Grace notes: Rediscovering hope and goodness
It brings back goodness for me,” my friend said when, after the midnight service, I sought her out to wish her a blessed Christmas. She was sharing her joy in singing with the choir on Christmas Eve.
I had urged her to sing a few years earlier, when she was struggling with tremendous grief about things that her child had done. I thought that singing carols, hymns and songs such as “O Holy Night” and the “Hallelujah Chorus” would be life-affirming for her.
Now, a few years later, because of our friendship and our mutual awareness of the sorrow that had marked her life, our Christmas greetings conveyed a rich and deep resonance. So did her comment about singing, communicated with a broad, infectious smile and a twinkle in her eye.
My friend’s words and countenance conveyed a beautiful sense of the renewing gifts of Christmas: the joy of the music, the announcement of Jesus’ birth, the rediscovery of a holy night in the midst of the world’s pain and suffering. Even more, she offered a reminder that this renewing gift comes on the far side of human sorrow and suffering. Hers is a costly awareness: she knows that the babe in the manger at Christmas is none other than the crucified and risen Christ of Easter. Whether it is Christmas Eve or Easter morning, it is the same for all of us. Our focus on God’s love in Christ brings back goodness to us.
By contrast, Israel Levis, the main character in Oscar Hijuelos’s A Simple Habana Melody, has lost a sense of the world’s goodness. Indeed, the subtitle of the novel, Back When the World Was Good, identifies the seemingly irredeemable sadness that marks Levis’s older years. For much of Levis’s life, the world was very good. He was a successful songwriter and celebrity in Cuba during the early decades of the 20th century, and one of his songs became an international sensation.
But in the early 1930s political turmoil developed in Cuba. The new regime attacked the arts and artists, and one of Levis’s close friends and musical colleagues was assassinated. As a result, Levis moved to France. But France turned out not to be a safe haven either. When the Nazis invaded Paris, Levis was mistaken for a Jew because of his first name (Israel). As a practicing Roman Catholic, Levis had not imagined that his life was in jeopardy until it was too late. He was deported to Buchenwald.
Somehow he survived the concentration camp and the Nazi era and returned to Cuba after World War II. But instead of being a carefree, joyful source of beautiful music, Levis was now haunted by melancholy. He no longer wanted to write or play music, and his famous song, “Rosas Puras” (Pretty Roses), seems to have been written by a Levis in another life, or even by someone else.
It is all too easy to lose a sense of the world’s goodness. When our dreams are shattered, or our hopes are battered, our optimism often is simultaneously eclipsed. In the face of overwhelming suffering, persistent sorrow or systemic evil, we often discover that our doubts about the world’s goodness become entrenched convictions. We become embittered, cynical or marked by a deep sadness.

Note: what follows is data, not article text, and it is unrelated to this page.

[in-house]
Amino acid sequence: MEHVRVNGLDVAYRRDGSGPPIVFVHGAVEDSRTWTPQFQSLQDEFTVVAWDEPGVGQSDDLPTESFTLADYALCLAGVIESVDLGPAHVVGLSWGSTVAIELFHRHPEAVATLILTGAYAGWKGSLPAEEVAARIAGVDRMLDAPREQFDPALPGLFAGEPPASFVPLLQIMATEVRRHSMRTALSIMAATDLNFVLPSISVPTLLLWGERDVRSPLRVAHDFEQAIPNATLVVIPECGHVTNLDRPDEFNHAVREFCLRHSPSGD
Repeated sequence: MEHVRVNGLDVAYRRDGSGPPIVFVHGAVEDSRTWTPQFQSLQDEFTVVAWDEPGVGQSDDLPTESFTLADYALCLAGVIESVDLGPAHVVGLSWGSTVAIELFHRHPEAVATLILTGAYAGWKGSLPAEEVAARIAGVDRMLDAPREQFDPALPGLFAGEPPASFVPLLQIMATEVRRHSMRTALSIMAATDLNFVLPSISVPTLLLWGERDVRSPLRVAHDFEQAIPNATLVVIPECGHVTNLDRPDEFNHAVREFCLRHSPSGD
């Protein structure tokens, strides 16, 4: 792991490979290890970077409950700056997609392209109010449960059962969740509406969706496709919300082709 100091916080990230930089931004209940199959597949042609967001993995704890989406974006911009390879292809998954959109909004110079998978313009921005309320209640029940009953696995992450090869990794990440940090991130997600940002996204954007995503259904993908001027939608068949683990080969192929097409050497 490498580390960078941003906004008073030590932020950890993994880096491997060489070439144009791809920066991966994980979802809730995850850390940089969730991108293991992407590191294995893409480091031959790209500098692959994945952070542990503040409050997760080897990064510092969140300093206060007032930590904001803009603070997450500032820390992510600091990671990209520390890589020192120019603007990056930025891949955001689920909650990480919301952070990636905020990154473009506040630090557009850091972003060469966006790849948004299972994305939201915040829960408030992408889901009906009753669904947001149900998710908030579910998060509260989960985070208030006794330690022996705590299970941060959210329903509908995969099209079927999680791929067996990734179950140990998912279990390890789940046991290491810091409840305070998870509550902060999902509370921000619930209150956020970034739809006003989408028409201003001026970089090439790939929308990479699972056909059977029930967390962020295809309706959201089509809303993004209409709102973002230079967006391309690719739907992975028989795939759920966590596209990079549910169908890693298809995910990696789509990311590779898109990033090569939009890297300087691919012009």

The narrator describes Levis in his older years: “How to step forward into the future was something that perplexed him—he had been sapped of his creative energies by his last years in Europe. Buchenwald. He waited interminably for hours at a time, bored and feeling useless, until that point when he would get up from his chair and uncap a bottle of brandy, sipping until he got drunk and a desire to sleep came over him, sometimes retiring to bed at three in the afternoon.” Hijuelos leaves us wondering whether Israel Levis ever rediscovered a sense that the world could be good. My friend rediscovered goodness on Christmas Eve. What makes the difference? The difference is rediscovering hope when the world offers little or no evidence for optimism.
My friend rediscovered hope in words that encompass joys as well as griefs, hopes as well as fears, triumphs as well as tragedies. As the carol puts it, “The hopes and fears of all the years are met in Thee tonight.” Israel Levis’s music, while it offered respite from pain, did not provide a rediscovery of hope.
Perhaps that is because the rediscovery of hope involves more than music alone can do. For my friend, it is bound up with the texture of relationships through which the music is sung. Her rediscovery of joy includes gathering to sing together as a choir, offering a gift to the congregation and to each other. It is music that is sung and lived in community that allows us to rediscover a sense of goodness in the world.
Could it be that the music of Christmas carols and the relationships forged as we worship together are indispensable means not only of rediscovering hope and goodness, but also of discovering God’s presence activated in the world? In one of his “Meditations of the Heart,” Howard Thurman characterizes human life as being sustained by “others unknown to us whose paths led them down our street or by our house at the moment that we needed the light they could give.” He then goes on to note the interdependencies by which we offer this sustenance to one another, and his conclusion offers a beautiful description of rediscovering the world’s goodness: “It is the way of life; it is one of the means by which God activates Himself in the texture of human life and human experience.”